A few observations following this year’s National Restaurant Association Show:
- Diversity moved front-and-center at the annual Multicultural Foodservice & Hospitality Alliance Diversity Reception at the Mid-America Club. What was great to see, from my perspective, is that while there was a specific event recognizing achievements with inclusion over the past year, diversity and inclusion in the foodservice industry isn’t just a one-day event. These executives and the sponsoring companies, like PepsiCo and Coca-Cola, U.S. Foodservice and Sysco, make inclusion a priority every day of the year. It’s not longer an afterthought, but a priority, moving into corporate executive suites and integrated with recruitment and business development strategies. Make no mistake, inclusion benefits everyone and it was great to recognize the pioneers within our industry, who fought to make this happen when it wasn’t the norm.
- After the Diversity reception, it was off to the Field Museum for dinner in the Great Hall to celebrate the Ivy Award winners from Restaurants & Institutions. Others have covered this event and the impeccable menu created by the Culinary Institute of America. But the real heart of this event came during dinner, when winners of the prestigious Ivy Award were seated at different tables, rather than together, so attendees coul enjoy meeting and conversing with them.
I had the honor of sitting with five people from the Virginia Tech foodservice team and it was one of the highlights of this show for me. If I ever find myself needing inspiration in the future, it’s going to be hard not to hop on a plane to Blacksburg, Virginia. After a year (or more) with the challenging economy, doing more with less, restructurings and uncertainty, I desperately needed to be at this table and hear the passion and commitment of the Virginia Tech team. The school sent 15 people to the awards ceremony because a) it’s just the way they do business and b) because it’s such a team effort for this university. We talked about why people in foodservice are so passionate about their jobs and what made theirs particularly special. It’s hard to explain, but they’ve â€˜got it,â€™ whatever â€˜itâ€™ is. Definitely spirit, teamwork, passion for the students and families they serve, and probably most important â€“ they can’t stop sharing about the accomplishments and support from others on the team. It wasn’t about any one person and they were acutely aware of the strengths each member brings to the table.
After attending NRA for several years, it’s easy for us â€˜regularsâ€™ to get jaded, especially about taking time to attend these after-hours awards events. â€˜I don’t have time,â€™ â€˜I’m tired,â€™ â€˜I’ve got stories to write,â€™ you get the picture. Valid points, but I’d forgotten what it’s like to attend this show and be inspired and motivated to be better at what I do. I really didn’t go to the Ivy’s expecting inspiration, but am I ever glad I attended and shared a table with Virginia Tech.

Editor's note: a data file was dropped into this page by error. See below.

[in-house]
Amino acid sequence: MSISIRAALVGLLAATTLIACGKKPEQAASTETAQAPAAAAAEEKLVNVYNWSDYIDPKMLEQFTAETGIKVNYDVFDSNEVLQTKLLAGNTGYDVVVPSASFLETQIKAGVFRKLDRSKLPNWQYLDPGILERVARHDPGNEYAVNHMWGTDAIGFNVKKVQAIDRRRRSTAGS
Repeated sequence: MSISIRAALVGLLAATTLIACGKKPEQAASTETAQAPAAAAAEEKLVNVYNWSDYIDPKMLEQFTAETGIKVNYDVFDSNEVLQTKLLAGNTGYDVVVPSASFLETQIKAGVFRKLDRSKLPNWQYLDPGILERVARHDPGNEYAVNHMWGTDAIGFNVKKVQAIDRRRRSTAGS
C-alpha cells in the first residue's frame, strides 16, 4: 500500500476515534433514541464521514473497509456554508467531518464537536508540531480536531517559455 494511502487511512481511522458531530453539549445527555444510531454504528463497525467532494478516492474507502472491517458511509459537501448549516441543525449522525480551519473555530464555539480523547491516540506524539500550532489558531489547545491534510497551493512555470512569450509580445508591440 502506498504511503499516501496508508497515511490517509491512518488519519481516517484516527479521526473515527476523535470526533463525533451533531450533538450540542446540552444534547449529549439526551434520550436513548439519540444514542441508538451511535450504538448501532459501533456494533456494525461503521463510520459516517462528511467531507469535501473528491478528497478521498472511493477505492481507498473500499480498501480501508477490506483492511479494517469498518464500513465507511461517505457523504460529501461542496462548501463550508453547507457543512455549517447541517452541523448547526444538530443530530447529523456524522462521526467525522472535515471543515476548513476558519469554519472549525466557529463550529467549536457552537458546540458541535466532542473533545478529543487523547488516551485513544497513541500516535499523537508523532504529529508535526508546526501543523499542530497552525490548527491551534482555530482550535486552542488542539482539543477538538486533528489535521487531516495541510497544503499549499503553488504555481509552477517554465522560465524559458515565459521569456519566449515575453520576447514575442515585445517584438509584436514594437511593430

For more on the Ivy Awards dinner, see the Food Channel story, here.
- Next, it was the annual reception of the International Foodservice Editorial Council at restaurant Gage in Chicago’s loop. It’s no wonder this restaurant has such great buzz and the dining room was packed by 5:30 p.m. Downstairs was a sea of publication editors, marketing reps, manufacturers and industry associations sharing a common goal â€“ to improve and refine foodservice communications. It never ceases to amaze me that this group works so well. Competitive by nature, the member publications, marketing agencies, and fruit/vegetable marketing organizations work together and support one another. Make no mistake, we’re highly competitive in our daily business and we compete hard. But at day’s end, we also support each other, recognize the good work each is doing, and share genuine concern for individual and industry well-being. You can learn more about IFEC at www.ifeconline.com.
- Extra fun this year was attending my first tweetup or offline gathering of FOHBOH (front of house/back of house), the restaurant industry’s leading social vertical network. At the iconic Regal Beagle downtown, community members gathered to meet in person, which, as we know, cements the power of online communities.
By evening’s end, I realized my overarching theme for this year’s NRA, was connecting â€“ with DSRs, operators and manufacturers. No big surprise there. This is the National Restaurant Association Show after all. But this year was different. We weren’t there to play; we were there to survive. And to connect on a deeper level. It wasn’t superficial and, much to my surprise, was an extremely meaningful experience for me.
_This first person review submitted by John Scroggins